One of my favorite things about working out is the feeling of freedom it can give you. If you’re a runner or a bicyclist, this can manifest in rather literal ways—the open road before you, the tiny spot behind you marking how far you’ve traveled. But it’s not just about the physicality of being free. A good run, a solid lifting session, or a sweaty HIIT workout can change your perspective, opening up your mind to the possibilities not only of what your body is capable of, but the world around you as well.
All that being said, for many, the world of fitness can be far more limiting than freeing. In gyms, on social media, and in other fitness-dedicated spaces, the focus on what our bodies look like can make it hard for those with bodies that don’t conform to narrowly defined norms to feel like they belong. For far too long, people with larger bodies have been met with limitations, judgment, and intimidation in spaces designed to help us all reach our potentials.
That’s why I’m so excited to introduce our first editorial package of 2022, the Future of Fitness Issue. In this digital issue’s articles and essays, when we say future, we’re not talking about the latest fitness trackers or streaming workout equipment. We’re talking about the people who are changing the landscape of an industry that has, for too long, excluded many. Over the past few years, thanks to the body positivity movement as well as other thoughtful explorations that have challenged complacent ideas about weight and size, we’ve seen an important shift in how we discuss larger bodies. But fitness spaces can be a final frontier in a particular strain of body discrimination, where anti-fat bias and weight-related stigma are entrenched in our collective understanding of what it means to be “fit.” It’s time to break free from this limited view. The future of fitness is about making space for everyone to feel welcome. So in this package, we’re celebrating the people who are helping get us there.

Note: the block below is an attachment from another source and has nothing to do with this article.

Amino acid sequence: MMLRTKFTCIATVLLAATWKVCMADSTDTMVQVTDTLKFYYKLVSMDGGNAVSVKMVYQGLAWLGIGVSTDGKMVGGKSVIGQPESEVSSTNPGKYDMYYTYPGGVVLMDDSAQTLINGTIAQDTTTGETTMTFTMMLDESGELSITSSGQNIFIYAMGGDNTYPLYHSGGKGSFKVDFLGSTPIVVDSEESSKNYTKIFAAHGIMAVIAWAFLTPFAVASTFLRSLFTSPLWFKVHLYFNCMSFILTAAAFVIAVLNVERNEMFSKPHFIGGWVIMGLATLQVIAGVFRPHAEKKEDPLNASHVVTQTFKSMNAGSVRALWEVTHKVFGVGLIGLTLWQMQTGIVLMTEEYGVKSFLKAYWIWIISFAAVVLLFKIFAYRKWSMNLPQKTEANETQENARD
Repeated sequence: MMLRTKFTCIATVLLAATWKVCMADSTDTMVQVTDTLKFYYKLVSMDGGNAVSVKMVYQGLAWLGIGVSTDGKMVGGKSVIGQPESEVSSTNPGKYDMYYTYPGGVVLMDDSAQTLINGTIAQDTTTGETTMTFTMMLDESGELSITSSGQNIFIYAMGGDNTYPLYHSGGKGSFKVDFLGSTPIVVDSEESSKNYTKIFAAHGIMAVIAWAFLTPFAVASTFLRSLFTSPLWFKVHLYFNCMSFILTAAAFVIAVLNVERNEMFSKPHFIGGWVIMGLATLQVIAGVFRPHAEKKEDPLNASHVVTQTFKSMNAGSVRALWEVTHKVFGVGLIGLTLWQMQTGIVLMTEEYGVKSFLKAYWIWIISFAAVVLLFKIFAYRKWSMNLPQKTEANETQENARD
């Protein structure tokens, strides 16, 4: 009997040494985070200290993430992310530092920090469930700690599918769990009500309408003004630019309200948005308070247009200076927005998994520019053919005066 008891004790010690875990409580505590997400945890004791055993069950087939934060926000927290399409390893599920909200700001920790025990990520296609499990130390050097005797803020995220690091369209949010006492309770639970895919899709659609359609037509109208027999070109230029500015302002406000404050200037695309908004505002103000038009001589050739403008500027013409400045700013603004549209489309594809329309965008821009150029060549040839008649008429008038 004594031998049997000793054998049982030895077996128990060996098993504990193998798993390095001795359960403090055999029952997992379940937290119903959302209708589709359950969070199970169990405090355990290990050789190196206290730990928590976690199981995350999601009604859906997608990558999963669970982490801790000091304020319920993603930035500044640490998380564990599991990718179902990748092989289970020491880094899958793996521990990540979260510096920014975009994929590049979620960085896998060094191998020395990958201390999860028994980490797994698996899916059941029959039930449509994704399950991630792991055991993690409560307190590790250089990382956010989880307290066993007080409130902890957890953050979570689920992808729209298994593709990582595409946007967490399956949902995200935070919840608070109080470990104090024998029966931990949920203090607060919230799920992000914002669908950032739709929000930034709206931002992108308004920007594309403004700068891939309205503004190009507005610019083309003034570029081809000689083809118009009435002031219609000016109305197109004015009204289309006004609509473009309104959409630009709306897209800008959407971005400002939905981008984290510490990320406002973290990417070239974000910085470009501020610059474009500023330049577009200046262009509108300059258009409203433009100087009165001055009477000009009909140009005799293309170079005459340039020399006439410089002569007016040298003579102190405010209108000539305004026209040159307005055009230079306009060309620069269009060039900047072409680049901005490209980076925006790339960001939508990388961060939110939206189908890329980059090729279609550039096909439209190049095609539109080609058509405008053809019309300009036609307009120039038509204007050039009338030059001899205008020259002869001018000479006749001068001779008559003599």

For the digital issue we partnered with activist, yogi, and all-around fearless fitness personality Jessamyn Stanley, who is our January cover star. Stanley has been a champion of yoga for all for years, and I’ve been a fan of her work for a long time. Stanley and photographer Beth Garrabrant do an incredible job illustrating the issue’s feature article, journalist and author Kelsey Miller’s The Relentless Reality of Anti-Fatness in Fitness. It’s an excellently researched backstory on just how deeply our fitness ideals are rooted in anti-fatness. You can also catch Stanley as one of our inaugural 2022 SELF Future of Fitness Advisory Board members; for this year’s class, we chose 10 trainers and experts who are working hard to end anti-fat stigma in the fitness world in order to make gyms, clubs, and the overall world of wellness much more welcoming to all. And Stanley, one of our regular SELF columnists, has also written some great advice on the practical ways trainers, gym owners, and other fitness professionals can practice meaningful fat allyship in her piece 6 Ways Fitness Instructors Can Check Their Anti-Fat Bias.